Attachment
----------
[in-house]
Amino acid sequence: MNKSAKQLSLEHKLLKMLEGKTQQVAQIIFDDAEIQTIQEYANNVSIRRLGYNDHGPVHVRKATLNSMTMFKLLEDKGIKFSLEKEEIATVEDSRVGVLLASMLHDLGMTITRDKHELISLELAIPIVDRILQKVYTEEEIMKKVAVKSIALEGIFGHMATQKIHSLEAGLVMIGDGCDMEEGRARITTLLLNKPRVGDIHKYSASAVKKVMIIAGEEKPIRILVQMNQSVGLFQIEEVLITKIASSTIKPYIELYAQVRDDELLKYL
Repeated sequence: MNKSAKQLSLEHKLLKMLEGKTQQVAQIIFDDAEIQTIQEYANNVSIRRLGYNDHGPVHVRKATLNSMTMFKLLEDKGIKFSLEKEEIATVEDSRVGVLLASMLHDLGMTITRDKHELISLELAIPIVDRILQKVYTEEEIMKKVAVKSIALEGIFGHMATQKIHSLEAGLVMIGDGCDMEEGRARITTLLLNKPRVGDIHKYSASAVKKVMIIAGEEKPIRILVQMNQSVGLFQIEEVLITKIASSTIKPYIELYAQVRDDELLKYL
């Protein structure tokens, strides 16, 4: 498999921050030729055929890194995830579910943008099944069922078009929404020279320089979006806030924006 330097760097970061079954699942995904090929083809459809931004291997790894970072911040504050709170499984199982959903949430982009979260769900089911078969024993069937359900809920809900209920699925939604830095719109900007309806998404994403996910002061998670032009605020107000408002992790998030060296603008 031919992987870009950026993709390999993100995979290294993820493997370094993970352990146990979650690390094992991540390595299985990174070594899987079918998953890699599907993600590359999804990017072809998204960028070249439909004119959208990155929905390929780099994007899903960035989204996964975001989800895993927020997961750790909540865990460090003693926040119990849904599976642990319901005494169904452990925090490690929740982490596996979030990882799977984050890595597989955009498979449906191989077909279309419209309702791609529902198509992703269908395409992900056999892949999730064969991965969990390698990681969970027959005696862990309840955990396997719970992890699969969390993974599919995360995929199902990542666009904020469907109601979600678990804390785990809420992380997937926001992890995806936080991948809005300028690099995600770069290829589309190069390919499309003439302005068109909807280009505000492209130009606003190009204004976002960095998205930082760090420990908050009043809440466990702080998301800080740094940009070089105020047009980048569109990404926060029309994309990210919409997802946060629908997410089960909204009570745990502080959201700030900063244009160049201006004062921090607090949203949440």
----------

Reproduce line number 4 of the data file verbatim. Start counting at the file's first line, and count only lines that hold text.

């Protein structure tokens, strides 16, 4: 498999921050030729055929890194995830579910943008099944069922078009929404020279320089979006806030924006 330097760097970061079954699942995904090929083809459809931004291997790894970072911040504050709170499984199982959903949430982009979260769900089911078969024993069937359900809920809900209920699925939604830095719109900007309806998404994403996910002061998670032009605020107000408002992790998030060296603008 031919992987870009950026993709390999993100995979290294993820493997370094993970352990146990979650690390094992991540390595299985990174070594899987079918998953890699599907993600590359999804990017072809998204960028070249439909004119959208990155929905390929780099994007899903960035989204996964975001989800895993927020997961750790909540865990460090003693926040119990849904599976642990319901005494169904452990925090490690929740982490596996979030990882799977984050890595597989955009498979449906191989077909279309419209309702791609529902198509992703269908395409992900056999892949999730064969991965969990390698990681969970027959005696862990309840955990396997719970992890699969969390993974599919995360995929199902990542666009904020469907109601979600678990804390785990809420992380997937926001992890995806936080991948809005300028690099995600770069290829589309190069390919499309003439302005068109909807280009505000492209130009606003190009204004976002960095998205930082760090420990908050009043809440466990702080998301800080740094940009070089105020047009980048569109990404926060029309994309990210919409997802946060629908997410089960909204009570745990502080959201700030900063244009160049201006004062921090607090949203949440």